November 22, 2018 | Alumni
What swimming on U of T's varsity team taught Environment Minister Catherine McKenna
By Geoffrey Vendeville
The men's and women's swimming teams in 1993-1994: Catherine McKenna (BA 1994 SMC), now the federal environment minister, is in the second row, second from right (photo courtesy of Byron MacDonald)
Mid-campaign season in 2015, Catherine McKenna (BA 1994 SMC) swam four kilometres from Aylmer, Que. to Ottawa – then dried off and resumed knocking on voters’ doors.
Her experience as a competitive swimmer, including a member of three national champion Varsity Blues swim teams, taught her the value of perseverance and teamwork, she told U of T News in a phone interview – above the chatter of the House of Commons.
McKenna, the federal minister for the environment and climate change, was a student at U of T’s University of St. Michael's College, studying international relations and French. But you could say her student years were semi-aquatic. She practised with the Varsity Blues two or three times a day, with training starting as early as 5 a.m. Her best events were the 200-metre backstroke and the 400-metre medley.
“The swim team really was the best part of my experience,” she says. “I made friends for life and also learned some really awesome lessons.”
Her passion for swimming blossomed in her hometown of Hamilton, where she swam for a local club, and grew under the coaching of Byron MacDonald, now in his 41st season with the varsity swimming program.
Around the time McKenna came to U of T, Mark Tewksbury won the Olympic gold medal in the 100-metre backstroke in Barcelona, bringing prominence to the sport in Canada. The U of T program was in a purple patch, attracting a dynamic group of high-achievers, MacDonald says. “Catherine being one of them,” he adds.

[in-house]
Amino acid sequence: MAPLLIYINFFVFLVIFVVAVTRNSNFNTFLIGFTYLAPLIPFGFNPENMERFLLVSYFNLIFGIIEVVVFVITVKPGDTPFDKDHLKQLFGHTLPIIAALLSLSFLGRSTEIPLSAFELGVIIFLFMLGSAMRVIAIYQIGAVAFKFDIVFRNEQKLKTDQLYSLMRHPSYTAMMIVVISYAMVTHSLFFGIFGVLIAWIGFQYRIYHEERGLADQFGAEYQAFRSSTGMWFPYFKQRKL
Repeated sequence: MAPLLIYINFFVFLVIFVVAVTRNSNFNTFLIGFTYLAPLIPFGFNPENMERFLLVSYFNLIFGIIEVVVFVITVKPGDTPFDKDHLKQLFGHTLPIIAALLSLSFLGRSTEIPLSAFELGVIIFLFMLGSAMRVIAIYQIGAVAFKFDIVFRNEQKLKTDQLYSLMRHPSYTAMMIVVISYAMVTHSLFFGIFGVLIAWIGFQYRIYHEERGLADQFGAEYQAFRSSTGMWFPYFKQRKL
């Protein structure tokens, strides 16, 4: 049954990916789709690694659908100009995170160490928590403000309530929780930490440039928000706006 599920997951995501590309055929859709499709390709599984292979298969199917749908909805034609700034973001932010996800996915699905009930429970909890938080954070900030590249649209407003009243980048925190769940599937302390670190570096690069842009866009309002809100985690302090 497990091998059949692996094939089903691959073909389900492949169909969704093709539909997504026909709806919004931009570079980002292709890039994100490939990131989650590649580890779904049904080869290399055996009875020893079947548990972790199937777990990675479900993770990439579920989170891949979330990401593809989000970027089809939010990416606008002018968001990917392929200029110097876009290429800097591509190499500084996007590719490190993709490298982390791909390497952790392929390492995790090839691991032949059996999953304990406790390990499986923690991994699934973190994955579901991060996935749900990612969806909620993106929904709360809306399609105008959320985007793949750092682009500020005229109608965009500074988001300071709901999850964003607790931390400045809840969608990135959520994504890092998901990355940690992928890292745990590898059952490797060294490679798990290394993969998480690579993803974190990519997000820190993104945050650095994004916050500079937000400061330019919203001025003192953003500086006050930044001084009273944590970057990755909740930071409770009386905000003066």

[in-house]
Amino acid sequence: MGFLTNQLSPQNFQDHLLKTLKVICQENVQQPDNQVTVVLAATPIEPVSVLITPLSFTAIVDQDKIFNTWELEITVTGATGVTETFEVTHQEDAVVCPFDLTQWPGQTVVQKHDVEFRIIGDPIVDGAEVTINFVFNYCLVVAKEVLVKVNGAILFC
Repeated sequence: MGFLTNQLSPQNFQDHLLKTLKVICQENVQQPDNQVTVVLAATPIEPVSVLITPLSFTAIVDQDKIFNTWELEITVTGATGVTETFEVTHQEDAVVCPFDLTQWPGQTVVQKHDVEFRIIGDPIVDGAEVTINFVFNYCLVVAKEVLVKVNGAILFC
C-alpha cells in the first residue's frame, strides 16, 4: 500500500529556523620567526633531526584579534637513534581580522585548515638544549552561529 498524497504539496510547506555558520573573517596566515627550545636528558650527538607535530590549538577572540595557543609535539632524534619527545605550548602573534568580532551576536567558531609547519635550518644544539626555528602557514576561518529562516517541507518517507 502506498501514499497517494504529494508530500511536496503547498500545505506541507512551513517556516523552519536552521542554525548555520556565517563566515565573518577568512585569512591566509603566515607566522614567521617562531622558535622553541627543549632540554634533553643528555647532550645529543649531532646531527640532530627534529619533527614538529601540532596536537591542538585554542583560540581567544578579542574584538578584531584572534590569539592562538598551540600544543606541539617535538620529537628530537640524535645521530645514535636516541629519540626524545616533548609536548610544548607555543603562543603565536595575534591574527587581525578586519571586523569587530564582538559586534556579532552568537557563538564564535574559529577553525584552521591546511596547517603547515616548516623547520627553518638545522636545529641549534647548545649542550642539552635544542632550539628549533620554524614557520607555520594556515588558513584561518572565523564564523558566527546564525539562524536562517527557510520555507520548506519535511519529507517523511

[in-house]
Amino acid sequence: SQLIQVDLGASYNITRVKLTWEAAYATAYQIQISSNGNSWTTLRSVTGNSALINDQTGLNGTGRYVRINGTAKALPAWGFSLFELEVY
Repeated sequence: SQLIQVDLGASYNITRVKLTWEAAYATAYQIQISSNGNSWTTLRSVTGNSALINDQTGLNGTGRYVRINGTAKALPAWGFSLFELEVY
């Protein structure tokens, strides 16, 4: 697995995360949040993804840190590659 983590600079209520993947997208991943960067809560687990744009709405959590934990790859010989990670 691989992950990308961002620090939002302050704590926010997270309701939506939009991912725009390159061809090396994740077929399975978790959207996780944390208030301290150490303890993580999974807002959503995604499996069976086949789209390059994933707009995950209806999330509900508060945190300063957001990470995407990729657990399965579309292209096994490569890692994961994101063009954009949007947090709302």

“You don't do things alone. Swimming really taught me that”
“Catherine was one of the toughest trainers we had on that squad,” he recalls. “She knew there were other athletes who may be more talented, but that she could best them if she out-worked them.”
Of all the lessons she soaked up as a member and then captain of the varsity team, the most important was the value of teamwork, McKenna says.
Although people tend to think of swimming as an individual sport, on a university team, every person’s performance – and each point – counts.
She’s drawn from that experience to confront challenges long after graduation, in law and federal politics.
“My file is a hard file,” she says. “Working on climate change is not a short-term thing. You don’t do it one day, you have to keep working at it.”
As it is in the pool, teamwork is essential. “You don’t do things alone,” she says. “You don't get elected alone, you don't deliver on what you're trying to work on alone. Swimming really taught me that.”
Even now, she finds time to swim with the National Capital Masters Team. Just don’t ask her about her times, she jokes.